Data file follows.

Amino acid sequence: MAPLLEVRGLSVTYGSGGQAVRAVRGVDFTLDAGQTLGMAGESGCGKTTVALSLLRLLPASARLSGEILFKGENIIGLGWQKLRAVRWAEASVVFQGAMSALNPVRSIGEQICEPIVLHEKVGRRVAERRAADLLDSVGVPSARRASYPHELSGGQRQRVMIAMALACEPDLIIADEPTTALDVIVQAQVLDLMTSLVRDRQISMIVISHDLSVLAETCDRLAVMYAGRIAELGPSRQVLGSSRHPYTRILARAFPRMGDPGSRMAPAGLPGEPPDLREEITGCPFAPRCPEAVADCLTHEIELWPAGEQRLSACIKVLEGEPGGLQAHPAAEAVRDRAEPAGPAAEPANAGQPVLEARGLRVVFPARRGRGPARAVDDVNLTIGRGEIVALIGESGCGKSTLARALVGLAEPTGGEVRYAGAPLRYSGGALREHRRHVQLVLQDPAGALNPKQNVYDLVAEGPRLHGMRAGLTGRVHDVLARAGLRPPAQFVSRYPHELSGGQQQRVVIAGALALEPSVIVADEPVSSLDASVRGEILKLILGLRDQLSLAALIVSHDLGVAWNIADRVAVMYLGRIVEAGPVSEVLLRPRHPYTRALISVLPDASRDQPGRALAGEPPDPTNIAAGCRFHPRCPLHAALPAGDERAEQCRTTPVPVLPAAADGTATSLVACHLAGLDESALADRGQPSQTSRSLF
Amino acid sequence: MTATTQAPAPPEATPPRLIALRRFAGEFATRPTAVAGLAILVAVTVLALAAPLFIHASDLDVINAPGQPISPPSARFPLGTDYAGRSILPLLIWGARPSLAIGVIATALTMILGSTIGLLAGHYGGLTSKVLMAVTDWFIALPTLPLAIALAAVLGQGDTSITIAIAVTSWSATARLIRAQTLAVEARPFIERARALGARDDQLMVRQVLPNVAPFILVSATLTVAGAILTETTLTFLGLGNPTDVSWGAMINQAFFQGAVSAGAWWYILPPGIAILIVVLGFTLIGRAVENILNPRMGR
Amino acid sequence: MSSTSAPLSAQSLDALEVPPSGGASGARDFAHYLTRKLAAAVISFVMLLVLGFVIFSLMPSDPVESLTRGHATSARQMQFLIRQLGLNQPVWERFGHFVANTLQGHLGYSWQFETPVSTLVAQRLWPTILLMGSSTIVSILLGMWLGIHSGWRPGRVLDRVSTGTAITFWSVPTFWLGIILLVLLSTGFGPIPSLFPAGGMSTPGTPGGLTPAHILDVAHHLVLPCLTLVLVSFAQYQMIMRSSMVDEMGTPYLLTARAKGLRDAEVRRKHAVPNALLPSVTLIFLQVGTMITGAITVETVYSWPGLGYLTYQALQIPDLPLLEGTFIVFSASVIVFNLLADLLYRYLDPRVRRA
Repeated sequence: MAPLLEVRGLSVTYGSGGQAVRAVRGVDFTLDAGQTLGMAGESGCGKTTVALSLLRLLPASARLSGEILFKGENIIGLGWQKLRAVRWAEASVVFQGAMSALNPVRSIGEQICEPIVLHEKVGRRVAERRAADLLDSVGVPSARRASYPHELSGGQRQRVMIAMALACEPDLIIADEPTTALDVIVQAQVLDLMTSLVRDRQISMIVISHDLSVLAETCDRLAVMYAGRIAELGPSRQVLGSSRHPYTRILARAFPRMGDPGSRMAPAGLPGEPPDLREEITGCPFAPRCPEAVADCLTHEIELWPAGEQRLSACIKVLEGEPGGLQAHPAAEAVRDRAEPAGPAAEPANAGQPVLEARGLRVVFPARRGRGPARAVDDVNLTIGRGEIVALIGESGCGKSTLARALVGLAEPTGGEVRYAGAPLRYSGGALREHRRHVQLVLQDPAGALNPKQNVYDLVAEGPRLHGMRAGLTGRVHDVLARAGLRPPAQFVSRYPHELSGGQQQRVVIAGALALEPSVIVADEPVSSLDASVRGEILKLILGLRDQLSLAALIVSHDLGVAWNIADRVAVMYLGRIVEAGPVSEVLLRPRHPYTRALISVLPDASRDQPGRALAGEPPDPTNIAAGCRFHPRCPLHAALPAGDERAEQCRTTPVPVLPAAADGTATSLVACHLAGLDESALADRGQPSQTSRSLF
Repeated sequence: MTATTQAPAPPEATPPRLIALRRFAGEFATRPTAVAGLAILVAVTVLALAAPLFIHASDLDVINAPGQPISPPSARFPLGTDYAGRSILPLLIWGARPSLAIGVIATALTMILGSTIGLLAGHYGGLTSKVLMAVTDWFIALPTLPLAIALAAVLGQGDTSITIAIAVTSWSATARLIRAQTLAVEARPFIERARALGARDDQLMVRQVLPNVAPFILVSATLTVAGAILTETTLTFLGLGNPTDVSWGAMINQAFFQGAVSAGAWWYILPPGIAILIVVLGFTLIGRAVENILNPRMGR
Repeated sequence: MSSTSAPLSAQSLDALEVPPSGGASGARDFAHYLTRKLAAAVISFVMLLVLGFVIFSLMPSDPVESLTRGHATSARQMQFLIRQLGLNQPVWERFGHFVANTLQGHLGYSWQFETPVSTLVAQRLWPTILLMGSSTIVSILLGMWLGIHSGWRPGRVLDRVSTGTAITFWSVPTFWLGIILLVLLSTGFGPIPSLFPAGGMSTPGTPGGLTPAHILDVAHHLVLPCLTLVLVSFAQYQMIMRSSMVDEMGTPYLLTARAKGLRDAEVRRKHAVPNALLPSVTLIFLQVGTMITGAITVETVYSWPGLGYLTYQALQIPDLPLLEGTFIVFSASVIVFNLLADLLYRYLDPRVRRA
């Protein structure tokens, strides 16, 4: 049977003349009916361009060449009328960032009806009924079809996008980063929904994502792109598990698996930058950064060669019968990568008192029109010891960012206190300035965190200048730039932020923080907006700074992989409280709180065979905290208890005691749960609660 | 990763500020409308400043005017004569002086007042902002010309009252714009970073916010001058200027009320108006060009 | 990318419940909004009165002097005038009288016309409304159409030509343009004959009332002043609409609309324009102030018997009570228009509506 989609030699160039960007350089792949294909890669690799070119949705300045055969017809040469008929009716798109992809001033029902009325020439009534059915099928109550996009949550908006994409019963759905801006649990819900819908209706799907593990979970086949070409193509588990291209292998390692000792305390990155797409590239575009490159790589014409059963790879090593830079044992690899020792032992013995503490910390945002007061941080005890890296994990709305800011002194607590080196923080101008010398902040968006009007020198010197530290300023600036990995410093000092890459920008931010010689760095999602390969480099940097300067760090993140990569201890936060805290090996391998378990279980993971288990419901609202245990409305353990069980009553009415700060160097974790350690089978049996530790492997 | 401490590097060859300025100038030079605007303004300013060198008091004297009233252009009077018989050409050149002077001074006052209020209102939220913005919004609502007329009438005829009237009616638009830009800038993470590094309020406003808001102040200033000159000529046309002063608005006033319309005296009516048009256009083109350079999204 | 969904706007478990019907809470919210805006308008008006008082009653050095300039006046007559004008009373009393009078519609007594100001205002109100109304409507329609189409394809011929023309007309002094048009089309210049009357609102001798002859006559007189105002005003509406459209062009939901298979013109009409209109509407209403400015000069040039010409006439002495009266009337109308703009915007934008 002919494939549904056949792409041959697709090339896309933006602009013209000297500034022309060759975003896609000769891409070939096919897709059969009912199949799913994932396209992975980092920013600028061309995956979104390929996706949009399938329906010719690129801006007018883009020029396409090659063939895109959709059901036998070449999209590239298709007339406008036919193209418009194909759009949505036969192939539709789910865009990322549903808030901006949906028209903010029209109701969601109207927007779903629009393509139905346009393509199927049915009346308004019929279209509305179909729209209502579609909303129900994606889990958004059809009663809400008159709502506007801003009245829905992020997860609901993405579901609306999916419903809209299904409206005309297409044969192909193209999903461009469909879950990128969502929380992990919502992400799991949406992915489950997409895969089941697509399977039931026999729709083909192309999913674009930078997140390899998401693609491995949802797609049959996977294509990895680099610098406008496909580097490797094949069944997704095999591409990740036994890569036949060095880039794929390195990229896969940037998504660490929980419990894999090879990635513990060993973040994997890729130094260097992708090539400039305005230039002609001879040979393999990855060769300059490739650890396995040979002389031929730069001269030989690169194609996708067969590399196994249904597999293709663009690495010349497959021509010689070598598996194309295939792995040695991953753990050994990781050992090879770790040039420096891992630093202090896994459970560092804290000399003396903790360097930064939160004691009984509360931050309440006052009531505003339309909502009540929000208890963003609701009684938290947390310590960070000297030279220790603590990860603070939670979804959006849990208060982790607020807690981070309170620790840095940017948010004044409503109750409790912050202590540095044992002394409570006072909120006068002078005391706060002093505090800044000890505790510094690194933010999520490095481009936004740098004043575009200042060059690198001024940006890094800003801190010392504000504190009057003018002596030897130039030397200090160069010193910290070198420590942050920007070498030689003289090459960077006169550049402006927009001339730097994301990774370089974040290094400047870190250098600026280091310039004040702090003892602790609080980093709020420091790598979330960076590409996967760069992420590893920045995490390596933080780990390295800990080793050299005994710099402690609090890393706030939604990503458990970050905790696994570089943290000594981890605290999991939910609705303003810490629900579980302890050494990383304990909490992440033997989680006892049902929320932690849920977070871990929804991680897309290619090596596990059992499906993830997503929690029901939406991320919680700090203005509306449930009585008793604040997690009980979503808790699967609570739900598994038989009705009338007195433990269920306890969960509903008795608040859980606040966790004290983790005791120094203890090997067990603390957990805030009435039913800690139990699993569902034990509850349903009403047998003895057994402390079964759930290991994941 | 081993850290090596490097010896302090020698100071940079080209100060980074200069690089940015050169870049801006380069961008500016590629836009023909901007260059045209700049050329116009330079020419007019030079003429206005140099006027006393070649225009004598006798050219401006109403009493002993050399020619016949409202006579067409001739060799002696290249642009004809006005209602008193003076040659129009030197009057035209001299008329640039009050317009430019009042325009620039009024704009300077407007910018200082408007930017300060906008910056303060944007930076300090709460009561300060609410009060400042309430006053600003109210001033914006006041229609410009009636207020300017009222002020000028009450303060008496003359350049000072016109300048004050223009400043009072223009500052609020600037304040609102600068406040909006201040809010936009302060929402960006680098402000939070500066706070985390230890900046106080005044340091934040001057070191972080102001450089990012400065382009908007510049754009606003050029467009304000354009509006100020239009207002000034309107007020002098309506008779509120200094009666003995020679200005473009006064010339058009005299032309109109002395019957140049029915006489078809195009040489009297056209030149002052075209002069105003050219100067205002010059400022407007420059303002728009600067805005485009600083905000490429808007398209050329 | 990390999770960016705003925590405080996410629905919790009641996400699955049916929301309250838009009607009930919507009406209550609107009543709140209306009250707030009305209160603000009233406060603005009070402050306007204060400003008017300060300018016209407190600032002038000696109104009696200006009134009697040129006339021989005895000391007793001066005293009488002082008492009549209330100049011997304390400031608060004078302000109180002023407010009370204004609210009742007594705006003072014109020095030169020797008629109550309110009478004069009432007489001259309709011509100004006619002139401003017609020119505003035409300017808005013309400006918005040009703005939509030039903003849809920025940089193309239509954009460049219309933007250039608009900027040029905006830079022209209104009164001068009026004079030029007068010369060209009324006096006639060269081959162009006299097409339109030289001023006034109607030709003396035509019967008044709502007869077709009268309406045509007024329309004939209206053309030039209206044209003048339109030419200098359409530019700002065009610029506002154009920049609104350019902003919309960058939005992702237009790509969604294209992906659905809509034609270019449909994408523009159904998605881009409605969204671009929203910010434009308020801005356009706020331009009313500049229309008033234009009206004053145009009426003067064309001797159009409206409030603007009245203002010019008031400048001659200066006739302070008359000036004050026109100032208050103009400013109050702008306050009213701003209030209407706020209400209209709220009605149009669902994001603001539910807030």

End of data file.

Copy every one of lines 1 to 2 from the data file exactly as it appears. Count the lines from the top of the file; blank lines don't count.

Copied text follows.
Amino acid sequence: MAPLLEVRGLSVTYGSGGQAVRAVRGVDFTLDAGQTLGMAGESGCGKTTVALSLLRLLPASARLSGEILFKGENIIGLGWQKLRAVRWAEASVVFQGAMSALNPVRSIGEQICEPIVLHEKVGRRVAERRAADLLDSVGVPSARRASYPHELSGGQRQRVMIAMALACEPDLIIADEPTTALDVIVQAQVLDLMTSLVRDRQISMIVISHDLSVLAETCDRLAVMYAGRIAELGPSRQVLGSSRHPYTRILARAFPRMGDPGSRMAPAGLPGEPPDLREEITGCPFAPRCPEAVADCLTHEIELWPAGEQRLSACIKVLEGEPGGLQAHPAAEAVRDRAEPAGPAAEPANAGQPVLEARGLRVVFPARRGRGPARAVDDVNLTIGRGEIVALIGESGCGKSTLARALVGLAEPTGGEVRYAGAPLRYSGGALREHRRHVQLVLQDPAGALNPKQNVYDLVAEGPRLHGMRAGLTGRVHDVLARAGLRPPAQFVSRYPHELSGGQQQRVVIAGALALEPSVIVADEPVSSLDASVRGEILKLILGLRDQLSLAALIVSHDLGVAWNIADRVAVMYLGRIVEAGPVSEVLLRPRHPYTRALISVLPDASRDQPGRALAGEPPDPTNIAAGCRFHPRCPLHAALPAGDERAEQCRTTPVPVLPAAADGTATSLVACHLAGLDESALADRGQPSQTSRSLF
Amino acid sequence: MTATTQAPAPPEATPPRLIALRRFAGEFATRPTAVAGLAILVAVTVLALAAPLFIHASDLDVINAPGQPISPPSARFPLGTDYAGRSILPLLIWGARPSLAIGVIATALTMILGSTIGLLAGHYGGLTSKVLMAVTDWFIALPTLPLAIALAAVLGQGDTSITIAIAVTSWSATARLIRAQTLAVEARPFIERARALGARDDQLMVRQVLPNVAPFILVSATLTVAGAILTETTLTFLGLGNPTDVSWGAMINQAFFQGAVSAGAWWYILPPGIAILIVVLGFTLIGRAVENILNPRMGR